Constructing built environment indices using alternative standardizations and spatial scales
Methods: In 2008 and 2011, the Children’s Environmental Health Initiative conducted parcel-level assessments of 57 BE variables in Durham, NC (parcel N=30,293). Based on a priori defined variable groupings, we constructed 7 mutually exclusive BE domains (crime, tenancy, nuisances, housing damage, property disorder, vacancy, and security). Domain-based indices were developed by standardizing component variables according to count per parcel, count per parcel area, and proportion of census block area with a given variable. A raw count was used for comparison. Component variables were aggregated to the census block and primary and secondary adjacency levels. Preservation of rank was calculated (Spearman’s rho) within each index (across standardizations) and among indices (within standardization). To assess validity by standardization, we examined correlations among indices and census variables.
Results: Security was impacted by standardization (0.68<rho<0.91) while ranking of other indices was preserved. The relationship between tenancy and security was less preserved across standardizations (-0.16<rho<0.58) than the relationships among other indices. For each BE index, the correlation with census variables depended on standardization (0.27<rho<0.71). Indices constructed at varying spatial scales that smooth over administrative boundaries resulted in less variability within index.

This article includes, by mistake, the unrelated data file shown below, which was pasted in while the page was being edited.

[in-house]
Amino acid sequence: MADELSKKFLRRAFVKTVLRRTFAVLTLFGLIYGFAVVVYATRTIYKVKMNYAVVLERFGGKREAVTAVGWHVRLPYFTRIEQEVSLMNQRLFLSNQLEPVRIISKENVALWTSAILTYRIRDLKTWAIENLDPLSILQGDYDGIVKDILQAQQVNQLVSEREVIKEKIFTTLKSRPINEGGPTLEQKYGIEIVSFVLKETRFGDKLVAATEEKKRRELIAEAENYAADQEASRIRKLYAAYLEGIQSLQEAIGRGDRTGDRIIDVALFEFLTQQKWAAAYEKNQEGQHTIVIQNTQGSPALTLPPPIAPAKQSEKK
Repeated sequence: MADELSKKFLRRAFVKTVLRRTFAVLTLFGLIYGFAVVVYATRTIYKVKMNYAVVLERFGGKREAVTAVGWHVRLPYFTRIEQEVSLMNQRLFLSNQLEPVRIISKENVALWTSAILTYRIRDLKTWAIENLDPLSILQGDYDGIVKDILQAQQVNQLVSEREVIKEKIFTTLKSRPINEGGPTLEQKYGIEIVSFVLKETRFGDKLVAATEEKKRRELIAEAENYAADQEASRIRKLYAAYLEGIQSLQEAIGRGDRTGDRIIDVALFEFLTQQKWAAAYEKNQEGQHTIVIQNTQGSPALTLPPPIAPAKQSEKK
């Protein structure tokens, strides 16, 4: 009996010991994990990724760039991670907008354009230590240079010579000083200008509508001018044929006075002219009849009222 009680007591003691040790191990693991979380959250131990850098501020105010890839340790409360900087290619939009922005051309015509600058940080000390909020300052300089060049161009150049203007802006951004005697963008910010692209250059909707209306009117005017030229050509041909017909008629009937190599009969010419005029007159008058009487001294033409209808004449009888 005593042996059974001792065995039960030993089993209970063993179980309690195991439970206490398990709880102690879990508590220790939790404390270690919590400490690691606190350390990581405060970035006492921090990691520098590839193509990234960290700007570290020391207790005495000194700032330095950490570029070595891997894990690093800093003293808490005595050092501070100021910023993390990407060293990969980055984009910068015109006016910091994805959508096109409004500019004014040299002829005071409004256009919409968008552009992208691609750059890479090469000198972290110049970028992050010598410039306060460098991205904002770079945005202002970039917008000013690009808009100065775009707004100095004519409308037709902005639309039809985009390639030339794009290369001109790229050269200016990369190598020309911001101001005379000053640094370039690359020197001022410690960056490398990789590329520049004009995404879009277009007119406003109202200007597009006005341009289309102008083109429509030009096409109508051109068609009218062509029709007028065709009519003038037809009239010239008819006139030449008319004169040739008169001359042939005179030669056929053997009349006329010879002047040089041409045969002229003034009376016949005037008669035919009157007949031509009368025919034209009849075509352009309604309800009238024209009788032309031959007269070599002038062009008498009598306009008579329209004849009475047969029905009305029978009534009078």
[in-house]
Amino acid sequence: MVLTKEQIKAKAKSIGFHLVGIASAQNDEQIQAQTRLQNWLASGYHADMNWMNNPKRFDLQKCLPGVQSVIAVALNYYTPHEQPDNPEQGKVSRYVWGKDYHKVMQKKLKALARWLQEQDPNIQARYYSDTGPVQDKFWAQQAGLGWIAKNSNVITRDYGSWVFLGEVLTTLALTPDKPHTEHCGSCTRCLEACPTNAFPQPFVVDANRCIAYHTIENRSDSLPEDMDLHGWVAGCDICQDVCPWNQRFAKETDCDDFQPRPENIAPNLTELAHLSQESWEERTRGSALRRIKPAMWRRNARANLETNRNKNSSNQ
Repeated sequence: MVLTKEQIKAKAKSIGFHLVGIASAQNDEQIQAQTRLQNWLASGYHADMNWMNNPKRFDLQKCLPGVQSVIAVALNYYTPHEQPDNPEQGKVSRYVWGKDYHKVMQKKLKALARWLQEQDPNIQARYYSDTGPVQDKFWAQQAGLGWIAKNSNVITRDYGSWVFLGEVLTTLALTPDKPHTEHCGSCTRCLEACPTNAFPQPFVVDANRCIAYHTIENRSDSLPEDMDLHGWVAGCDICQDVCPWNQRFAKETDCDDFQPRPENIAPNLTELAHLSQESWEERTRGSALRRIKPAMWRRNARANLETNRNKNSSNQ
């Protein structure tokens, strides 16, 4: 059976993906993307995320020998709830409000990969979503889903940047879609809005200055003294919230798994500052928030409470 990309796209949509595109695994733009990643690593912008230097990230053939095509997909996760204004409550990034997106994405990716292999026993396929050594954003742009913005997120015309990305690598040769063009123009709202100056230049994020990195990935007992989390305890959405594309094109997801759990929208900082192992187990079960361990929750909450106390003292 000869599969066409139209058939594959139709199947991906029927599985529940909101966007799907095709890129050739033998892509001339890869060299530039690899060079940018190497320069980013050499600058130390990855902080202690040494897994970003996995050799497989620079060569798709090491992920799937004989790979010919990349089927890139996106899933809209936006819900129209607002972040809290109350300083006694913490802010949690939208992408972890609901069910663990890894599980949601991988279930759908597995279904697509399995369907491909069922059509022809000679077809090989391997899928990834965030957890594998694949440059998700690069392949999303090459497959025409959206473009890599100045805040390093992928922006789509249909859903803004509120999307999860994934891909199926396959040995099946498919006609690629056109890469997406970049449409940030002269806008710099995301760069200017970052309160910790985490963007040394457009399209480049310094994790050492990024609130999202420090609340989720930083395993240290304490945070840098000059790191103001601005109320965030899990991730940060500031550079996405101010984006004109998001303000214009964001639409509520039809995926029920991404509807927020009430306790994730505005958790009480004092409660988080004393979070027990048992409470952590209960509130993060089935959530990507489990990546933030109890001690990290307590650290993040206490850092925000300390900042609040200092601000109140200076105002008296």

Conclusion: Standardization choice substantively altered ranking within selected indices, relationships among indices, and relationships among indices and census variables. This has implications for measuring aspects of BE, both singly and jointly, particularly when linking BE indices to health outcomes. Associations with health outcomes should be evaluated in terms of alternative standardizations and spatial scales.
Learning Areas:Public health or related research
Explain the importance of considering alternative standardizations when constructing indices. Identify ways to determine if an index is valid and reliable.
Keyword(s): Built Environment, Methodology
Qualified on the content I am responsible for because: Julie Strominger serves as a statistician at the Childrenâs Environmental Health Initiative. Her scientific interests include index construction and implications of indices when tying to health outcomes.
Any relevant financial relationships? No
I agree to comply with the American Public Health Association Conflict of Interest and Commercial Support Guidelines, and to disclose to the participants any off-label or experimental uses of a commercial product or service discussed in my presentation.